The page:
21. When they cool down a bit, transfer them one by one to the hotpot.
  22. Serve with spicy curry and coconut milk.
    Orotti
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6 Comments Add yours

  1. Kirti Yadav says:

    I find this recipe quite interesting and love the way it fluff up.

    1. feminasherif@yahoo.com says:

      Thank you so much Kirti.. Hope you would try it.

  2. I am just wondering how different each portion of Malabar operates… 🙂 My umma also makes perfect pathiris, definitely it comes from experience. She tells me to knead till the pathiri doesn’t stick to your thumb, but that process clearly takes at least 15-20 minutes of kneading. We don’t call this orotti, it is just pathiri for us. The ari pathiri you are talking about is what they make at HD’s place like a cheat pathiri, and their orotti is also called tyre pathiri – ground rice batter, made thick in between two banana leaves and toasted till done. Umma never has measurements, but after asking a few more aunties around, they told me equal amount of water to flour, and that is how I made it for Ramadan this time and it turned out to be fine, Alhamdulillah, though not perfect. I totally love it when dipped in sweetened coconut milk and we have it just like that, without even a curry. You are prompting me to make them and post them on the blog, otherwise, there is no point in calling myself a “Malabari” hehe…

    1. feminasherif@yahoo.com says:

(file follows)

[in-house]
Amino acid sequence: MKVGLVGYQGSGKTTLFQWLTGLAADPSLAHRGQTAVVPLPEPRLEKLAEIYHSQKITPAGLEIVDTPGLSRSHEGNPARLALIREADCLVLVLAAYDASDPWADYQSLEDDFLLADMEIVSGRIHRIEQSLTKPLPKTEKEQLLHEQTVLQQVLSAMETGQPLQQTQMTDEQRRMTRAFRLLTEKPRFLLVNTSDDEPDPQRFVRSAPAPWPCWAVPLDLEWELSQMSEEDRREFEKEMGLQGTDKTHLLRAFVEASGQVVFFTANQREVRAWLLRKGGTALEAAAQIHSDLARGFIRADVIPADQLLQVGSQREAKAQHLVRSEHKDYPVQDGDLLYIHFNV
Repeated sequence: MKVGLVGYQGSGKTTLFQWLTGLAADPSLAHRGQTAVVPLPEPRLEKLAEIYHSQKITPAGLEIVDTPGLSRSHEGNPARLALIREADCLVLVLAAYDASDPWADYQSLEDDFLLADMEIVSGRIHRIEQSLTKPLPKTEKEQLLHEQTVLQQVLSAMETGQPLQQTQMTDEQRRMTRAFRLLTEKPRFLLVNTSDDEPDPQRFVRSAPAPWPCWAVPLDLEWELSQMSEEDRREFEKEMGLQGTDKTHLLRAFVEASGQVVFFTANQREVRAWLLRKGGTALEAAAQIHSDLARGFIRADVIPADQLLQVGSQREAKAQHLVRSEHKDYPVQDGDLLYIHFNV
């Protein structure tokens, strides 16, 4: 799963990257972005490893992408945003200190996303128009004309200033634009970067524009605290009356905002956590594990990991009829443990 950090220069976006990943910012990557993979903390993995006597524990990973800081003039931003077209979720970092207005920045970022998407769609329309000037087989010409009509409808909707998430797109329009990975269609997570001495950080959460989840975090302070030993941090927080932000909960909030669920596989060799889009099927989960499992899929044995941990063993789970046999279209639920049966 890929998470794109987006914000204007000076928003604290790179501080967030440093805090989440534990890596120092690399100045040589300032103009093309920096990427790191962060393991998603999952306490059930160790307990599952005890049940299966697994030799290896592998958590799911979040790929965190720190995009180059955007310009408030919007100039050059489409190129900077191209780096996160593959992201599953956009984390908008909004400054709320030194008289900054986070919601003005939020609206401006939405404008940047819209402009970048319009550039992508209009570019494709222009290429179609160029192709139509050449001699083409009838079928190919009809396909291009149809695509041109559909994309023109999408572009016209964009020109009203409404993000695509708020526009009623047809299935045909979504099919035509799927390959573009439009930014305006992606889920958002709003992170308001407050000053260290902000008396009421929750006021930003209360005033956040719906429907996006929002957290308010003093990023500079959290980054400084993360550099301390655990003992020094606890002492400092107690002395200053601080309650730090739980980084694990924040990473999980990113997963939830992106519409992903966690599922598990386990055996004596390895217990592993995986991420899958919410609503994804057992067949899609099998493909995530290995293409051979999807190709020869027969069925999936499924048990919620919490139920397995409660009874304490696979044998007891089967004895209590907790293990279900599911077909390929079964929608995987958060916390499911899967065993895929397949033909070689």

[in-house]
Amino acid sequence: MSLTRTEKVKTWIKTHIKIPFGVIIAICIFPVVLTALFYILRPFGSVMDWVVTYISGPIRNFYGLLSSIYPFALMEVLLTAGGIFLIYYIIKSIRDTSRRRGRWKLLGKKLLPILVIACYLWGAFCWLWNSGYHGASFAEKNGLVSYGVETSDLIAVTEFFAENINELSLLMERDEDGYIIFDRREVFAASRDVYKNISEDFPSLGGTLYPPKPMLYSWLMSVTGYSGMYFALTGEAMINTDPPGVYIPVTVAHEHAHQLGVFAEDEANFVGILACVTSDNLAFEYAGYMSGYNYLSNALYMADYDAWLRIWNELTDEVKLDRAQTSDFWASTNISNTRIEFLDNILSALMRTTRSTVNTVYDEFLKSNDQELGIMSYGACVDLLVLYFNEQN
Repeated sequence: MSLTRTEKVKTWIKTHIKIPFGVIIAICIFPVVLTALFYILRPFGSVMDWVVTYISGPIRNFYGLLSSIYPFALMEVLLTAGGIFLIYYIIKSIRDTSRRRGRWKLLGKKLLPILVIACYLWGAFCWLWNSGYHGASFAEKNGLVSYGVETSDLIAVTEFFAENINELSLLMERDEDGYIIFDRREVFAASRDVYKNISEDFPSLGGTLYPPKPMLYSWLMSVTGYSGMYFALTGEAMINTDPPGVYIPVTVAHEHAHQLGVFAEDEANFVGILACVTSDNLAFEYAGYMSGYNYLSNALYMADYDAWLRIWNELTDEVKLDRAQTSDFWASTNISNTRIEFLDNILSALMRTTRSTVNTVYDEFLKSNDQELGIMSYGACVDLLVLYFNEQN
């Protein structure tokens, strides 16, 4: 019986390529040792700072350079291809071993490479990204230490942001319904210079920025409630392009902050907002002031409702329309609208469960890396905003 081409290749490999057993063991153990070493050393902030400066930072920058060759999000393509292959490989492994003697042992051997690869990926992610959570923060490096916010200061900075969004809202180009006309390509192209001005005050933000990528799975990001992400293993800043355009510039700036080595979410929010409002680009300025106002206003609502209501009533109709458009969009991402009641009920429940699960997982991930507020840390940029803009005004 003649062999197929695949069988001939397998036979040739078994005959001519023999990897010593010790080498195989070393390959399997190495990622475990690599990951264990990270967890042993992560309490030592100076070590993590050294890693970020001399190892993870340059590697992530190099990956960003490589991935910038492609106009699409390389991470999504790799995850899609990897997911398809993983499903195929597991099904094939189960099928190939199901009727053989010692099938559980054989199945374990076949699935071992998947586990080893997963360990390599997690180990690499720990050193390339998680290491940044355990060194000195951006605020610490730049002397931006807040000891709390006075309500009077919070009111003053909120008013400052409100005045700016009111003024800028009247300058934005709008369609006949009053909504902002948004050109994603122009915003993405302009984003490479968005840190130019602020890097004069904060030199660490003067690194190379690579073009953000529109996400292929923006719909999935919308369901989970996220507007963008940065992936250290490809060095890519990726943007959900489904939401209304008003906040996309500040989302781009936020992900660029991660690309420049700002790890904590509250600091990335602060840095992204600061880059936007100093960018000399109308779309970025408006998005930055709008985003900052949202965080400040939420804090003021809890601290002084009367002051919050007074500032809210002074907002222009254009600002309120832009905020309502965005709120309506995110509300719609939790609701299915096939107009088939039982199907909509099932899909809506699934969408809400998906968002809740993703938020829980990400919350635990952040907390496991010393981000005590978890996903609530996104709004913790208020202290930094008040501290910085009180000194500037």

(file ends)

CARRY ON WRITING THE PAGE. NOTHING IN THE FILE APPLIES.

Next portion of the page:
Hehe.. 🙂 ya that’s true Rafeeda, so many pathiris and so many methods of making them. I never knew about this recipe of orotti until I got married (to a non-Malabari ;). Yes, he’s from Trivandrum). We never used to make this at my home. For us, it was pathil (pachiri pathil) made of ground rice and cooked rice batter; and then aripathil made of normal rice four mixed with equal or little more of regular water, which are thick. As mentioned in the recipe, for orotti, Ummchi uses roasted flour and double or little more than that of boiling water.
      Would love to see your recipe on the blog. Hope you would share soon.

  3. Shanaz Rafiq says:

    Here again i got a new way and many more tips to make a perfect pathri…or may be orrotti. I love the way it looks in pictures all puffed up and crisp. I never knew about the roasted flour until I read your recipe. I am always on a hunt for a perfect recipe….which i feel practice is equally important. I am giving this recipe a try and when i get the hang of it completely …will release my video soon

    1. feminasherif@yahoo.com says:

      Wow..Love to hear that Shanaz. Please try it, and I hope to see your video soon..!! 🙂